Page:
February 9: Boko Haram killed three soldiers and injured two in Goniri, Geidam, Borno
February 10: Gunmen killed three at a town hall meeting in Idemili North, Anambra.
February 10: Sectarian violence led to the deaths of two police officers in Takum, Taraba.
February 10: Violence around a university student election led to the deaths of two students in Owo, Ondo.
February 10: Nigerian troops killed 31 Boko Haram militants in Askira/Uba, Borno.
February 10: Suspected ritualists beheaded a farmer and removed parts of his body at Orodo, Mbaitoli, Imo
February 11: Gunmen attacked a mobile police checkpoint in Chanchanji village, takum LGA of Taraba, killed a police man and injured four others
February 11: Hoodlums stabbed a 98 year old woman, Oyibo Ogidi to death at Amafor, Ovoko, Igbo-Eze South LGA, Enugu
February 11: A commercial sex worker stabbbed her client to death in a hotel at Umuguma, Owerri, Imo State.
February 11: Herdsmen killed two farmers at Owode- Ketu community in Yeea North LGA, Ogun
February 11: Herdsmen killed two in Owo, Ondo.
February 11: Herdsmen killed two in Egbado North, Ogun.
February 11: Gunmen killed three in Oyigbo, Rivers.
February 11: Herders attacked operatives of Amotekun and killed two people along Ute Road, Owo LGA, Ondo. They had earlier killed a farmer identified as Lanre, which made locals to invite Amotekun
February 12: A man, Tunde Alabi was killed when hoodlums suspects to be smugglers attacked Customs men and security agents at Oja-Odan, Yewa North LGA, Ogun State
February 12: Herdsmen killed four in Egbado North, Ogun.
February 12: Sectarian violence led to three deaths in Akinyele, Oyo. February 12: Boko Haram killed four in Biu, Borno.
February 12: Nigerian troops killed two Boko Haram commanders in Gwoza, Borno.
February 12: Boko Haram killed three Nigerian soldiers in Kukawa, Borno.
February 12: A clash between Yoruba and Hausa traders at Shasha market, Akinyele LGA, Oyo State led to the death of a pregnant woman
February 12: A woman killed herself after killing her lover for impregnating another woamn in Amukpe, sapele, Delta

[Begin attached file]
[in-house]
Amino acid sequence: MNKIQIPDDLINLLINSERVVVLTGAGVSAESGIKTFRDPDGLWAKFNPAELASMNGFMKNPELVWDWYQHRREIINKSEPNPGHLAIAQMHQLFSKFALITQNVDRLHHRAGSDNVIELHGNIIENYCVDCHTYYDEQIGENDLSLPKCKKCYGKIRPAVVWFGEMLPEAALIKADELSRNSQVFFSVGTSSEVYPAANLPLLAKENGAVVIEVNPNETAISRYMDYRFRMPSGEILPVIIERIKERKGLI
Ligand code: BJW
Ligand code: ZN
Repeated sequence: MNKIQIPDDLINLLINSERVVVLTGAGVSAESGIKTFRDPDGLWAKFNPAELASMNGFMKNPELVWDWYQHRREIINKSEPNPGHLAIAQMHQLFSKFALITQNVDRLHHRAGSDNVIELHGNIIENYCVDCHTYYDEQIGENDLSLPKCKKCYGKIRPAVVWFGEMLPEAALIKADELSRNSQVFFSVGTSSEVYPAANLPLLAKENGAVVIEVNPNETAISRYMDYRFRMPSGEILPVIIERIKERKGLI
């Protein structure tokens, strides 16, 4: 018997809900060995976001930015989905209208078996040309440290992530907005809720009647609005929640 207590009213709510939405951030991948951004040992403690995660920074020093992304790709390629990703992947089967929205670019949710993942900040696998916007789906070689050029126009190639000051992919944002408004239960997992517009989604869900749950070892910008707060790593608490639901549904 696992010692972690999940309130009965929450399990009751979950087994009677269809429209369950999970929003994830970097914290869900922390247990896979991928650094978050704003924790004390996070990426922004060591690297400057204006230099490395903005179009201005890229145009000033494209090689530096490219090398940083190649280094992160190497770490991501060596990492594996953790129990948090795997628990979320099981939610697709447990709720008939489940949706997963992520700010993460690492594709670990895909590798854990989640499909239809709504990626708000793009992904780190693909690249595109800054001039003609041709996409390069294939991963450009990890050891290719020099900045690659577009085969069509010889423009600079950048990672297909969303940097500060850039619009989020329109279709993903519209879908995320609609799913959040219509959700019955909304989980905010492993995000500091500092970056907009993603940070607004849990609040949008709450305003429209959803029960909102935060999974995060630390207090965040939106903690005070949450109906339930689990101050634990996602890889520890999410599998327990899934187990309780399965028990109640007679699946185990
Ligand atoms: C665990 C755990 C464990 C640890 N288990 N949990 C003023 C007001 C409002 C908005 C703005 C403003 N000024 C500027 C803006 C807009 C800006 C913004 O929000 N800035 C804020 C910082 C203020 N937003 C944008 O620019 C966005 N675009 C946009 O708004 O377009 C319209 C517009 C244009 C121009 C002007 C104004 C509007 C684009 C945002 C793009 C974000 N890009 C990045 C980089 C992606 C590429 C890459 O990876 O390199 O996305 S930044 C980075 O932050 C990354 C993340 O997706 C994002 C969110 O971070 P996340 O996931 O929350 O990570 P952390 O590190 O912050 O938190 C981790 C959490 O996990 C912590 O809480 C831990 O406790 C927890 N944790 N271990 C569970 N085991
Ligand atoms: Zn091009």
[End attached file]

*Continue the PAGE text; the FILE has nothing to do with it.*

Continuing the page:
February 13: Bandits attacked Baka village, Igabi LGA, Kaduna and killed a father and his son, who resisted being kidnapped.
February 13: Four OPC members beat a 35-year old man to death dueing an argument in bariga, Lagos
February 14: Bandits killed three passengers in Yakowa village in Chikun LGA of Kaduna; and abducted 18 passengers in Yakila village in Rafi LGA, Niger State
February 14: Troops of 271 Nigerian Air Force foiled an ambush by bandits at Ungwan laya near Birning-Gwari, Kaduna and killed 24 bandits
February 14: Herdsmen killed three farmers at Ijugbere village in Owo, Ondo February 14: A police inspector was killed by gunmen at the premises of a penticostal church along Oviri-Ogor Road, Ughelli, Delta State
February 16: The village head of Kusherki in Rafi local government area of Niger state, Alhaji Masud Abubakar has been killed along with 10 other villagers by bandits. Not only that, the bandits also kidnapped twenty villagers from different communities in the area while the wife of slain traditional ruler was among those kidnapped according to Vanguard
Why FG Lacks The Gut To check Bandits, Farooq Kperogi Exposes Malami
Naming and shaming of sponsors of terrorism is unconstitutional but the naming and shaming of the “sponsors” of Nnamdi Kanu and Sunday Igboho isn’t.
On July 18, 2021, so-called bandits shot down an Alpha Jet belonging to the Nigerian Air Force on the boundary between Zamfara and Kaduna states. Then on October 7, 2021, the Wall Street Journal, whose news section is adjudged one of America’s most credible, got a scoop that the Nigerian Air Force paid N20 million to bandits to buy back “an antiaircraft gun” that the bandits had seized from the Nigerian military in a clash.
The antiaircraft gun, the paper said, “posed a threat to President Muhammadu Buhari, who had been planning to fly to his hometown….”
On October 20, 2021, the bandits, whom the Wall Street Journal says have “collaborators inside the army” and who are “better equipped with larger-capacity advanced weaponry than national security agencies,” detonated explosives on the Abuja-Kaduna rail tracks and caused the indefinite suspension of rail transportation between Abuja and Kaduna.
What has become transparently apparent in the last few months is that the plague of so-called Fulani herdsmen banditry is way deeper and more complex than we have persuaded ourselves to believe. The menace we self-deceptively and simplistically attenuate as mere “banditry” is nothing short of well-oiled, deep-rooted, well-practiced, and well-organised mercenary terrorism whose tentacles have spread to unthought-of social territories of the Nigerian society.
Early this month, I had a lengthy conversation with a well-placed Nigerian government official on a whole host of issues, including the escalating, never-ending scourge of mass abductions for ransom in vast swathes of the country. In the course of our conversation, he casually shared with me a disturbing story that, for me, strikes at the core of why terroristic banditry won’t go away anytime soon.